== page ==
So, in a sense, “Rocket 88” is still something of a liminal song that is proto-rock, but maybe not quite there yet. This is a view held by Ike Turner himself who said, “I don’t think that ‘Rocket 88’ is rock ‘n’ roll. I think that ‘Rocket 88’ is R&B, but I think ‘Rocket 88’ is the cause of rock and roll existing.”

And he’s not completely wrong. “Rocket 88” would be a huge influence on Little Richard, whose drummer, Earl Palmer, is often credited as being the one to popularize the backbeat as the official heartbeat of rock ‘n’ roll. But we’ll talk more about that when we do finally talk about Little Richard.

Something else you should know about this song is, even though it was Ike Turner’s Kings of Rhythm who performed and recorded it, “Rocket 88” is credited to: “Jackie Brenston and his Delta Cats.” The song’s writing and lyric credits are also given to Jackie Brenston, even though Ike contends that it was a group effort and he should’ve shared some of the writing credit for the song. But Jackie was the one who sang on it and, as we’ve discussed before, the 1950s were entering an era in which band leaders were no longer the headliners, but vocalists were. The idea of a “front man” had been born.

So, if you look up the record jacket for the song “Rocket 88,” it shows it as Jackie Brenston and his Delta Cats, with the tag line, “Featuring Ike Turner and his Kings of Rhythm!” Which, if by “featuring” you mean “a.k.a.,” then yeah, it’s “featuring” the Kings of Rhythm.

Ike blames the writing credit flub-up on Sam Phillips; I’ve read other accounts that blame it on the Bihari Brothers. It would be a point of contention between Ike and Jackie (especially since, according to one source I read, Ike was paid, like, $20 for that recording session while Jackie got to collect $910 from selling the song rights), but in reality this song was where Jackie Brenston would peak, while for Ike, it would be a launchpad.

Thus, despite the song “rocketing” up to the top of the rhythm & blues charts, Jackie disappeared into obscurity while Ike became a staple session musician for both Sam Phillips and the Bihari Brothers—and then of course down the road he would enjoy even more success as one half of the Ike and Tina Revue.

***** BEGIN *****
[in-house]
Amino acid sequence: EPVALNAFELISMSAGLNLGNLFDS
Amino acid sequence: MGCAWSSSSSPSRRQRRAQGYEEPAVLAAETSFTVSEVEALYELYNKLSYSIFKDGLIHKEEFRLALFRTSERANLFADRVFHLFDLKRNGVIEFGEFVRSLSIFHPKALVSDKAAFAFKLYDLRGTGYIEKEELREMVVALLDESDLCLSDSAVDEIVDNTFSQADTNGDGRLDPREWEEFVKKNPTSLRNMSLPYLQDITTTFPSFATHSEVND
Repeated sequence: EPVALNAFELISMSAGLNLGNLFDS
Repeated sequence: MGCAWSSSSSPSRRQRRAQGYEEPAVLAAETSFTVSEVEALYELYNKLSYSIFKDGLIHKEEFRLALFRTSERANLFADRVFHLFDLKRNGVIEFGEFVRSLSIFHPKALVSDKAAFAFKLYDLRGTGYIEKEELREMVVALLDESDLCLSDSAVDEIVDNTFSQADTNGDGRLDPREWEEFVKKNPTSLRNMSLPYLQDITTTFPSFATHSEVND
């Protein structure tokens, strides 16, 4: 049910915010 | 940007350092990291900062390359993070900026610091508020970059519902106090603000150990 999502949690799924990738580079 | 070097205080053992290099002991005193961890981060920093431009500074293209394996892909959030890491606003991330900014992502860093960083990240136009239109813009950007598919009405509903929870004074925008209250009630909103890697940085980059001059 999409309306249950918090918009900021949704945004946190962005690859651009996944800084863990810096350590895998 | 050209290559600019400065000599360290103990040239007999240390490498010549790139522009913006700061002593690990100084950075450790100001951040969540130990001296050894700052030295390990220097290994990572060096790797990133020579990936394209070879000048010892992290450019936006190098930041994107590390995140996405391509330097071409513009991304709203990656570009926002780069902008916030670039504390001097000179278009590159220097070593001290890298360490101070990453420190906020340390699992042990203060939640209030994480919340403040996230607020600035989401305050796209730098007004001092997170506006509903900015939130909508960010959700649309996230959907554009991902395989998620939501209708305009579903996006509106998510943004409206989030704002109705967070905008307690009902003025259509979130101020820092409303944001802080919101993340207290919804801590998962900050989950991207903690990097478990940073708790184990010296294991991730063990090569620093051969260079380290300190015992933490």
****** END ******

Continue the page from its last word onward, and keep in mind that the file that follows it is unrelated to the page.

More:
However, despite Ike’s connections with the Bihari Brothers and Modern Records, Sam didn’t license the song through them. Instead, he went through Chess Records in Chicago. This connection between Sam Phillips and Chess Records is important. It was around this time that Sam Phillips also recorded another relatively obscure blues artist named Howlin’ Wolf and likewise released those recordings through Chess Records, which would begin Wolf’s relationship with the Chess brothers. A few years later, Wolf would then connect the Chess Brothers with a young black songwriter named Chuck Berry, who was taking what had been started with “Rocket 88” and fusing it with country music to really create the definitive sound of rock.

But I want to pause in that thread of our narrative and jump over to New Orleans and talk about a guy named Antoine.

Antoine Domino, Jr. was born the youngest of 8 kids to a Catholic, French Creole family in New Orleans, Louisiana. In fact, Louisiana Creole was his first language.

And because I can’t help myself, I’m going to play audio from a YouTube video of someone speaking Louisiana Creole, just for kicks. This video is from Louisiana Public Broadcasting (which are also the only three words I understood in this clip):


Antoine was performing piano in bars by the time he was fourteen years old. In 1947, when he was about 19, he came to the attention of a local bandleader named Billy Diamond, who recruited Antoine to play with his band, the Solid Senders—one of my favorite band names, by the way—at the Hideaway Club in New Orleans. Diamon nicknamed Antoine “Fats” because the kid reminded him of pianists Fats Waller, Fats Pichon, and, well, the kid also had a large appetite.

Just two years later, in 1949, Fats Domino signed on with Imperial Records. The story behind Domino’s first release would encapsulate a lot of his career.

With the assistance of Dave Bartholomew—one of the producers at Imperial—he wrote a song called “The Fat Man.” This song is actually based on another song called “Junker Blues” that is about drug addicts. I’ll share some of the lyrics with you: